Modality Highlight: Osteopathy

Modality Highlight: Osteopathy

An Osteopath doesn’t just treat a painful back or knee, but the body as a whole, addressing the underlying causes or biomechanics and preventing re-occurrence. This modality assists the body with pain minimisation, reduced stress and greater mobility to support the body as a functioning system with the ability to heal itself.

What is the difference between Osteopathy and Chiropractic treatment?

The Origin

A traditional “hands-on” diagnostic and therapeutic science, Osteopathy was pioneered in the late 1800s by a medical doctor named Andrew Taylor Still who famously said, "An osteopath is only a human engineer, who should understand all the laws governing his engine and thereby master disease."

The Philosophy

Osteopathy and chiropractic share a common philosophy about the importance of the integrity of the spine in ensuring good health. In fact, this philosophy is shared by almost all traditional healing arts as well as martial arts, including yoga, taiqi (tai chi), aikido and many others. It is also found in many treatment modalities in modern complementary and alternative medicine, including Structural Integration or Rolfing®, and Alexander Technique.

The Treatment Objective

The primary treatment objective of both osteopathy and chiropractic is to remove bodily aches and pain. Osteopaths often seek also to treat functional disorders such as disorders of the respiratory or digestive systems. Some chiropractors, called "therapeutic chiropractors” might do that as well while others, called “straight chiropractors” concern themselves solely with aches and pain.

The Medical Recognition

In many countries, such as the US, UK, NZ, and Australia, osteopaths are trained and recognized as primary care physicians and they see and treat patients just as ordinary doctors do. In the US, osteopaths are also trained in surgery and there are about 20 osteopathy hospitals offering the full range of health care.

The Diagnosis

Osteopaths and chiropractors are both able to perform diagnosis by visual inspection and palpation (feeling by hand). However, chiropractors usually also rely on x-rays for diagnosis. Osteopaths do not order to have x-rays unless they are clinically indicated. This minimizes a person's exposure to radiation.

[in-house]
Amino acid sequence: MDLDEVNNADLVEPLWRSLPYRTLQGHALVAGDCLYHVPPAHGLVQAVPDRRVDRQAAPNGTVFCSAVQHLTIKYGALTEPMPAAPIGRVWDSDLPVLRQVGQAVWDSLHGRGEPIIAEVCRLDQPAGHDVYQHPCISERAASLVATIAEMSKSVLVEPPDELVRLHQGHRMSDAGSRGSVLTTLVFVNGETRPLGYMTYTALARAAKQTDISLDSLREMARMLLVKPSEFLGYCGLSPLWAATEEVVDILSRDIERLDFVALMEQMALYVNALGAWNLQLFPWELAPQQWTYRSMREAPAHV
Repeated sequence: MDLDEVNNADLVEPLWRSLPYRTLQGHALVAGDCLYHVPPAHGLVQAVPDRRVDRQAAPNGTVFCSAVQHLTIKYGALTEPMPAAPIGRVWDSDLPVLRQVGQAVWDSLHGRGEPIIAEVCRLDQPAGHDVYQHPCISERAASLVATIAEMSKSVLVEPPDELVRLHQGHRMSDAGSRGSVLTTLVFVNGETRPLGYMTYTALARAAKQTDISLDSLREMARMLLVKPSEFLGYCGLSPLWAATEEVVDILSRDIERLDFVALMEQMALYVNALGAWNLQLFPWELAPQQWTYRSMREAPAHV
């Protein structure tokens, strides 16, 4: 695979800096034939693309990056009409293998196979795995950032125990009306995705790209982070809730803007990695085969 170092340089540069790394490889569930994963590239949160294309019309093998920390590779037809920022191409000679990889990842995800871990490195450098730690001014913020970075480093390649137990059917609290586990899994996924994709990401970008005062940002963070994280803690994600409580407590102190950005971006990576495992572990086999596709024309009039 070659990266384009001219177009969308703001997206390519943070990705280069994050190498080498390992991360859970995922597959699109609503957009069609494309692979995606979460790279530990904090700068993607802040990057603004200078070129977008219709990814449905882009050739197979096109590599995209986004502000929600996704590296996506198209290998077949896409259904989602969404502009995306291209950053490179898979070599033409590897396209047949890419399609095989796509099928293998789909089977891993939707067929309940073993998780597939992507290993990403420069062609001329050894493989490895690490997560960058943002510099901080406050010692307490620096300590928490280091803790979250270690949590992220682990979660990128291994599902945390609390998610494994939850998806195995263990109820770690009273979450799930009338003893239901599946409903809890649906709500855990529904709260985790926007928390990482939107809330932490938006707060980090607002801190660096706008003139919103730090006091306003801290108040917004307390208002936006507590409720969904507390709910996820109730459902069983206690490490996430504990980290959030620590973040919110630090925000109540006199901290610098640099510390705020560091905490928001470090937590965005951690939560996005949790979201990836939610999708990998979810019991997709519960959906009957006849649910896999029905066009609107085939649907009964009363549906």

The Treatment Techniques

Chiropractors employ a range of techniques for manipulating the spine, whereas osteopaths employ a wider range of techniques overall. Apart from manipulation, osteopaths use other techniques such as stretching, mobilization and cranial-sacral therapy. Cranio-sacral therapy or cranial osteopathy involves very subtle and gentle adjustments without any “clicking” of the joints. Cranial osteopathy is particularly beneficial for newborns and infants. Some osteopaths are also trained in 'dry needling', a simplified form of acupuncutre.  These techniques are seldom used by chiropractors. Another difference is that osteopaths do not “click back” a joint the way chiropractors do.

The Treatment Duration / Frequency

Each case requires individual consideration; however, it is generally the case that osteopaths spend longer time with each patient. In addition, osteopathic patients generally require less frequent treatments, and their treatments are spaced out over a longer period of time, rather than once or twice weekly. 

Further Information

Follow the links to learn more about osteopathy in generalinfant & children's osteopathy, and women's health osteopathy

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Osteopathy
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